Yin Saved Me in Lockdown

Tasmia Rahman :

We all remember how lockdown felt. We also remember the insomnia that would haunt us those days. For me, during the first few weeks, I spent all night staring at my ceiling, anxious, stressed out about not sleeping and how it would affect my work next day. How I would concentrate at work without a good night of rest?

Days came and went, and my exhaustion levels grew. To find a viable solution, I turned to yoga. I practiced my daily dose of yoga during the day, but after sunset, I started practicing yin yoga. Staying longer in poses, breathing deeply for release the discomfort and trying to relax the mind. As I started to breathe more- my mind and body became relaxed and before I knew it, I fell asleep on the yoga mat!

Yin yoga is a slower version of yoga practice that is meditative in nature, more reflective, and helps the body calm down. While Yang or the popular yoga practices that we see actors and actresses practicing nowadays, target the muscles of the body. But yin yoga’s purpose is to target deep connective tissues, like ligaments, joints, and bones. As the poses are longer in nature, yin yoga is all about stretching and lengthening those tissues that we don’t use that much, breathing through the uncomfortableness and slowly adjusting the body to accept the poses, breathing into that particular area of the body.

Initially these poses felt quite boring and my mind was cluttered with so many thoughts. I found it quite challenging just to concentrate on how to stay in these poses for longer. Even though I taught these poses in class, I started to feel disappointed as to why I couldn’t do them myself. Then slowly, I just closed my eyes and started breathing through my belly, started to tell myself that I need to breathe and let go of all the thoughts that are cluttering my mind. And once I spent breathing for 15-20 minutes, I got into poses helped me to relax further.

Yin and yang coexist. Both are needed within oneself, to be able to create balance within our mind and body. We are all familiar with this yin/yang sign. Black symbolizes yin while white symbolizes yang. But, within each symbol we also find a smaller contrasting dot. Therefore, yin and yang are complementary and one state transforms to another. If we take the example of weather, we may say that hot weather is yang and cold weather is yin. But during summer, we may have a relatively cooler day which can be described as yin within yang. So, within summer, when most days are hot, we may get one” Yin Day”. Similarly, during winter, there is cool and there is cold. Within winter there can be a less cold day described as a “Yang Day”.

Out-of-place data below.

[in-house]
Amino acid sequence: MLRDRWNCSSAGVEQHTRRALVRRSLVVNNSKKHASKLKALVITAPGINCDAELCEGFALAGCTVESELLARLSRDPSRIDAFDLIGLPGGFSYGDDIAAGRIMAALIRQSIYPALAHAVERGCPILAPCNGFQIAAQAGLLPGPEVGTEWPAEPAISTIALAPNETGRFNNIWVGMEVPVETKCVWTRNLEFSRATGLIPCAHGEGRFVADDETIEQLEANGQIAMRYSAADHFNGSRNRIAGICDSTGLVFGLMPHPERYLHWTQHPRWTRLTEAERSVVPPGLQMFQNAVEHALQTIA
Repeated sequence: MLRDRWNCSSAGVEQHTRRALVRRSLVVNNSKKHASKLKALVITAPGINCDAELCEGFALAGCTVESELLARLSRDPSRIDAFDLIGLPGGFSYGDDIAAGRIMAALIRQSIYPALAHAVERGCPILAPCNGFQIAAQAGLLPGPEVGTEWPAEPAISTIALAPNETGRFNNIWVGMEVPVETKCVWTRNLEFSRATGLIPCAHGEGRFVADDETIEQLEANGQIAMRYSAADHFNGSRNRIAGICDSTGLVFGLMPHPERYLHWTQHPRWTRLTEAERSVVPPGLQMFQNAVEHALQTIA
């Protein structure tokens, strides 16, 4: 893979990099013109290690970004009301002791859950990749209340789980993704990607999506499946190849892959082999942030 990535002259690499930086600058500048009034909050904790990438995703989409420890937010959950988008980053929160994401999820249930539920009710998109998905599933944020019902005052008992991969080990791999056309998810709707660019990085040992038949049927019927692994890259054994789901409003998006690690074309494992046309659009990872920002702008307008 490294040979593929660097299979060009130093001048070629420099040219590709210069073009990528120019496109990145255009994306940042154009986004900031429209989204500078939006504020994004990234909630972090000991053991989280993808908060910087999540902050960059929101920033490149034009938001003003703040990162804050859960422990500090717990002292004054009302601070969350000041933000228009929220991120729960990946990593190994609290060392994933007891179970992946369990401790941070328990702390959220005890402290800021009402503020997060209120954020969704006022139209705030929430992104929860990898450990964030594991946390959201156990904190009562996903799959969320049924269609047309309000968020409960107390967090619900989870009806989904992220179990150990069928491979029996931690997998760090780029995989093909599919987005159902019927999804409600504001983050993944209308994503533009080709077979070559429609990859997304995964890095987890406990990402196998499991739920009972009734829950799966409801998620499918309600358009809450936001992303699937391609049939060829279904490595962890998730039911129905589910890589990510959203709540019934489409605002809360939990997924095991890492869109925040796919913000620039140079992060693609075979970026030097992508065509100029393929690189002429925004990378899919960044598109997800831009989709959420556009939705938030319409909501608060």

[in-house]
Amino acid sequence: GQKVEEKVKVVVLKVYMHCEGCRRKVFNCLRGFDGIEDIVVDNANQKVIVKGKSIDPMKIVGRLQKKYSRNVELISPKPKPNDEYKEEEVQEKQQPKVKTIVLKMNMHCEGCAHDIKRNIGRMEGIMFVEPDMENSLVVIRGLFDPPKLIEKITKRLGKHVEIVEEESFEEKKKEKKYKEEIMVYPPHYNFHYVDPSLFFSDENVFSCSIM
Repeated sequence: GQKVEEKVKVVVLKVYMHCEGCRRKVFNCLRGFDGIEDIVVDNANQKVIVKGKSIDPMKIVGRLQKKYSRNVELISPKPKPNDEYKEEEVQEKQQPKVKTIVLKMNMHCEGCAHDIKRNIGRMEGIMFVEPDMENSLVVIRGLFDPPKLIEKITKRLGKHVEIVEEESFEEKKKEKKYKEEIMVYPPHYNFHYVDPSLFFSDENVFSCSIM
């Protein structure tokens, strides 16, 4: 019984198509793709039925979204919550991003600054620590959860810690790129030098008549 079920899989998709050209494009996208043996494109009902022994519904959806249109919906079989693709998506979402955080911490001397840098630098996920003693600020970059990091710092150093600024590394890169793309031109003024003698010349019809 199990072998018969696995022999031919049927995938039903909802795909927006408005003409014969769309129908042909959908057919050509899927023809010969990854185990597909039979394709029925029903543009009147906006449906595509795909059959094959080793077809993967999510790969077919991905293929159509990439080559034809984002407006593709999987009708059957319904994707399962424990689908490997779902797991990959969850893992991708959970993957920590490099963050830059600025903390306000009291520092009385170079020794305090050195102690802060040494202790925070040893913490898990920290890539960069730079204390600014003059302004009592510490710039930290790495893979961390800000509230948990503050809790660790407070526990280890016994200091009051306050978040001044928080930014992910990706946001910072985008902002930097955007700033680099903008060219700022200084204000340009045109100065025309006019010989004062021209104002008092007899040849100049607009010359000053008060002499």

Poses Benefits
Child’s pose Great pose while feeling tired and drained. Will help to relax. Can benefit if you try this during the day or when you feel like winding down.
Pigeon Pose Increases hip flexibility and calms the mind. If you feel a little discomfort, you don’t need to go all the way! Stay where it feels easy!
Frog Pose Stretches the front part of your body and helps to strengthen the back muscles, also stimulates the organs in abdominal area.
Viparita Karani Legs up the wall, helps to digest and release stress. But make sure that you practice at least 1 hour after any meal.

As for my practice, as I breathe into these poses, I noticed that I was spending more and more time within these poses. There was plenty of time to adjust my body when I felt uncomfortable, and be at peace with a modified pose-closing my eyes, just to relax. I often played music, to ease the uneasiness of it all! I noticed that both my mind and body were calming down, I was less stressed as I accepted the lock-down and realized that this is perhaps a time to stay at home: cook my own food and clean my own home.


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